I still find it kind of unbelievable that Ron Howard and Akiva Goldsman really are moving forward on their adaptation of Stephen King's The Dark Tower, given how sprawling and ambitious the project seems to be, but Goldsman is already making plans for what he'll be doing after they're done. According to Deadline he's been given the greenlight by Warner Bros. to make his directorial debut with Winter's Tale, which luckily is not a take on the bizarre Shakespeare play, but an adaptation of Mark Helprin's Manhattan-set novel.

Goldsman won't be entirely a newbie director, as he's directed a handful of episodes of Fringe, but it will be a significant change for the well-known screenwriter, who won an Oscar for A Beautiful Mind and has worked with Howard on three other films. Winter's Tale combines the stories of a thief, a dying girl and "a flying white horse in 19th Century and contemporary Manhattan," which sounds, frankly, insane. The main character is Peter Lake, an Irish thief who breaks into the home of the dying girl-- a rich heiress, as it turns out-- and falls in love with her so deeply that he attempts to turn back time. Goldsman is apparently more interested in the fantasy elements, and clearly loves the novel enough to be passionate about the material. But it sounds insanely complicated, and a huge challenge for any director, especially a first-timer.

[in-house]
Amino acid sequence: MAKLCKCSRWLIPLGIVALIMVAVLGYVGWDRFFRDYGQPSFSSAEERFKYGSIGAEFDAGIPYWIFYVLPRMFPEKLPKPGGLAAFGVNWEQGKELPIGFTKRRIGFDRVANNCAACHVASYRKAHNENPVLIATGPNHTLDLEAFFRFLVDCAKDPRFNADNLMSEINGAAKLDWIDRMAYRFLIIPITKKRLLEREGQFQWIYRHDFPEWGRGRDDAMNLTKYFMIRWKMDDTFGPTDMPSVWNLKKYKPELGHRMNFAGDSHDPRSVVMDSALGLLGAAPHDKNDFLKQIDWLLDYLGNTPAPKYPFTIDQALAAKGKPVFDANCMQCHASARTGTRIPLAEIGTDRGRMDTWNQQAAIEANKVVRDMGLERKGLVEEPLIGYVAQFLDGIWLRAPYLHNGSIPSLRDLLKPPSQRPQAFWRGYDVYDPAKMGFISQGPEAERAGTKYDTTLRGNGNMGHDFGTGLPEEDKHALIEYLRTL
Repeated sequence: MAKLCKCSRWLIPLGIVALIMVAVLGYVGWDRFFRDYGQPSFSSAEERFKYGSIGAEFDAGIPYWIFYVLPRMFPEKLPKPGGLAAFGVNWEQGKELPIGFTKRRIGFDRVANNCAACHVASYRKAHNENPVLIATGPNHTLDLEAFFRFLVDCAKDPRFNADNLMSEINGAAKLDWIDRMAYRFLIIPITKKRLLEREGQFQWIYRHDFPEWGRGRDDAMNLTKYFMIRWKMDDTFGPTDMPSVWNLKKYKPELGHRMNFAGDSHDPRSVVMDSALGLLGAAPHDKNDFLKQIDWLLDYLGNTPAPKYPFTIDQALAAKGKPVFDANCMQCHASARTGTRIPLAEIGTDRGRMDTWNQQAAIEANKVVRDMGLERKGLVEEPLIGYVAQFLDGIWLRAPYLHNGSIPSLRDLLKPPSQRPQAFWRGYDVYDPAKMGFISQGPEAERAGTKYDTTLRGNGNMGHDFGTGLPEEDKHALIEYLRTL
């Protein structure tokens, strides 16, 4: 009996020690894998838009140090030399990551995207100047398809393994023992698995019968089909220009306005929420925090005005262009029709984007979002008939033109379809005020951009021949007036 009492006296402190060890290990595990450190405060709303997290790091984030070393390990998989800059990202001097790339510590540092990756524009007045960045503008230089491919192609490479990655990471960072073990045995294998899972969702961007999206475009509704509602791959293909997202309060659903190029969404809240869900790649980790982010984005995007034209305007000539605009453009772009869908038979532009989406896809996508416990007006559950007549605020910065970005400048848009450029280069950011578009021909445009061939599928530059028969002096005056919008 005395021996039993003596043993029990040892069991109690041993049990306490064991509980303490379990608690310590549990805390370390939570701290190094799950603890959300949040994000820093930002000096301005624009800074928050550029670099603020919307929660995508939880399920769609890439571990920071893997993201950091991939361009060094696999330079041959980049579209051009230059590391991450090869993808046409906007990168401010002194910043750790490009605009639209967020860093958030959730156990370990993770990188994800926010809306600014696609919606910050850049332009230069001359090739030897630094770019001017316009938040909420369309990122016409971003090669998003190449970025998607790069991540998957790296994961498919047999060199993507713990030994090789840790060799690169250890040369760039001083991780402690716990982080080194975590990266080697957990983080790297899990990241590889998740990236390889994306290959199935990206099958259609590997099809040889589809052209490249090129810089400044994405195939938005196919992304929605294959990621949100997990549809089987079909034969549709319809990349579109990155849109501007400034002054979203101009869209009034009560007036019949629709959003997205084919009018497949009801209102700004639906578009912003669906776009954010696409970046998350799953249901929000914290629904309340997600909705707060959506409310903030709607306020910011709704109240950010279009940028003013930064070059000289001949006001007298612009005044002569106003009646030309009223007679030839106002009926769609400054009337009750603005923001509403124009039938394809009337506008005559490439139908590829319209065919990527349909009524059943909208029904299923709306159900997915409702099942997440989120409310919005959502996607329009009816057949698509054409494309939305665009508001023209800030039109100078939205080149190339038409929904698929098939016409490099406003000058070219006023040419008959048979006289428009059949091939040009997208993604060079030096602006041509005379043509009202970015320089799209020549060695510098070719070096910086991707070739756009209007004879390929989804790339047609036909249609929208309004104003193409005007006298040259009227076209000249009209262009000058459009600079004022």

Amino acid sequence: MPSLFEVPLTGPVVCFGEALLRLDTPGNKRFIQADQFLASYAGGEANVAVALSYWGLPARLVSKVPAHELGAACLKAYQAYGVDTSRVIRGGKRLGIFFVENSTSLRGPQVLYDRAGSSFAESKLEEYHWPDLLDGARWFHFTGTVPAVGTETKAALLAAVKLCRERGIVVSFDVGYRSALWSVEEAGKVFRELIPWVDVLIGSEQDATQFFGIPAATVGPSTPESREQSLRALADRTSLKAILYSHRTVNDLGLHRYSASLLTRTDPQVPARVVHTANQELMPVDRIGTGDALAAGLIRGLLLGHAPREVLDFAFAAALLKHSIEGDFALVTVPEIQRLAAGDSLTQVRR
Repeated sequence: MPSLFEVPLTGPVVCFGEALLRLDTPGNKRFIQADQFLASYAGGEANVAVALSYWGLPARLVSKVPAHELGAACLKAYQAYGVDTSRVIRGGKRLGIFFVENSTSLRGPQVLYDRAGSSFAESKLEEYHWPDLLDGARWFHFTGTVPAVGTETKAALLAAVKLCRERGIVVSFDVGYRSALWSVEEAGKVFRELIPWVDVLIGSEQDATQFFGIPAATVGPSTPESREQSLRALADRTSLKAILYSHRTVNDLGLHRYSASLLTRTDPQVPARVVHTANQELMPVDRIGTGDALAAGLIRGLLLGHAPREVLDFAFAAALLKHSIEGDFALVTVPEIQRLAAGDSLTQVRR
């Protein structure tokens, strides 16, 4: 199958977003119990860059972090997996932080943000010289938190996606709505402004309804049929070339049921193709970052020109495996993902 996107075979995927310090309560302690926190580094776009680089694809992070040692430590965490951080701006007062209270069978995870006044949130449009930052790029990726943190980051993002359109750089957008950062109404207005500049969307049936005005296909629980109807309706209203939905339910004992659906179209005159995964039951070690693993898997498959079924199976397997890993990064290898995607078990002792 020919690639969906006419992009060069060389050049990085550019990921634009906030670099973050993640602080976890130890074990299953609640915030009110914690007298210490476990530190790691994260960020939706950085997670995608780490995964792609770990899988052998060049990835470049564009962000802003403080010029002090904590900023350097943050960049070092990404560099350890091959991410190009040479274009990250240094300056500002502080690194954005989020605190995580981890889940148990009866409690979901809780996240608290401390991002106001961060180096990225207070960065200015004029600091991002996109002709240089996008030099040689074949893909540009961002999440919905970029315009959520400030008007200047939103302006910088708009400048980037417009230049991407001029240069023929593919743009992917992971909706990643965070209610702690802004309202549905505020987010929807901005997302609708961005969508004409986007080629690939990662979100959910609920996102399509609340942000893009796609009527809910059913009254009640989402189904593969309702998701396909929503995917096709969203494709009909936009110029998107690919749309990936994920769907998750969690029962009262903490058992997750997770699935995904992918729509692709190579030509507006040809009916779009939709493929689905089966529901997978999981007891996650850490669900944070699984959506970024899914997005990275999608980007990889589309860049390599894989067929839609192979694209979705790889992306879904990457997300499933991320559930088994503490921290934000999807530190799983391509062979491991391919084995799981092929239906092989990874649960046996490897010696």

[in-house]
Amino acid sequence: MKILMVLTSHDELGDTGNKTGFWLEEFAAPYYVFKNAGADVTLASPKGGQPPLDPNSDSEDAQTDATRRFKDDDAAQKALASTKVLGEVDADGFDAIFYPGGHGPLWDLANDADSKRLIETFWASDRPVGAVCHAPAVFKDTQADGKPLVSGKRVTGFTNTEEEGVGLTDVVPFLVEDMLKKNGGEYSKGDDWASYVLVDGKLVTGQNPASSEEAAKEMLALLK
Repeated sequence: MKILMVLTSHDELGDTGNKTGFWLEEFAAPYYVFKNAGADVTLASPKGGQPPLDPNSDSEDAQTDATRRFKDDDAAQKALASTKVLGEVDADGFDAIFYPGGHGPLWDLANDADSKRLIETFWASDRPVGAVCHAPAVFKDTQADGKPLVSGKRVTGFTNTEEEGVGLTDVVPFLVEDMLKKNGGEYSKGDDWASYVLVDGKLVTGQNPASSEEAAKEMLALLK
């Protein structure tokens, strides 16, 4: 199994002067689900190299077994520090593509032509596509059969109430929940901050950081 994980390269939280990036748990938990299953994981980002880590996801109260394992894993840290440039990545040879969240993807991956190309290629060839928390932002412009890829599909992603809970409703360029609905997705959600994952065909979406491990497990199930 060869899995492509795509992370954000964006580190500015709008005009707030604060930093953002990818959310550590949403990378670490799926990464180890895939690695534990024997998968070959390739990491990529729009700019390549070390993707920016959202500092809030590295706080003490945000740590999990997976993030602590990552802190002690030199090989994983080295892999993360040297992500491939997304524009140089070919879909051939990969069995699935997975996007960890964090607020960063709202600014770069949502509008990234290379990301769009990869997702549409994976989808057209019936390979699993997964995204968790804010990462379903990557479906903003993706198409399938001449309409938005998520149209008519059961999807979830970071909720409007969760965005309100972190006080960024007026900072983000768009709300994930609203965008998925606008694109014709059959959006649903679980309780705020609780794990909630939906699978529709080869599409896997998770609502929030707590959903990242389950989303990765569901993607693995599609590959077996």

Then again Goldsman has been in the business a long time, and has enough friends in right places to help him out if need be. There seem to be some passionate fans of the novel based on the series of glowing reader reviews on the Amazon page, so Goldsman will have the added pressure of pleasing the people who have fallen in love with the book since it was first published 28 years ago. Any Winter's Tale fans out there want to pop in with some advice for Goldsman?

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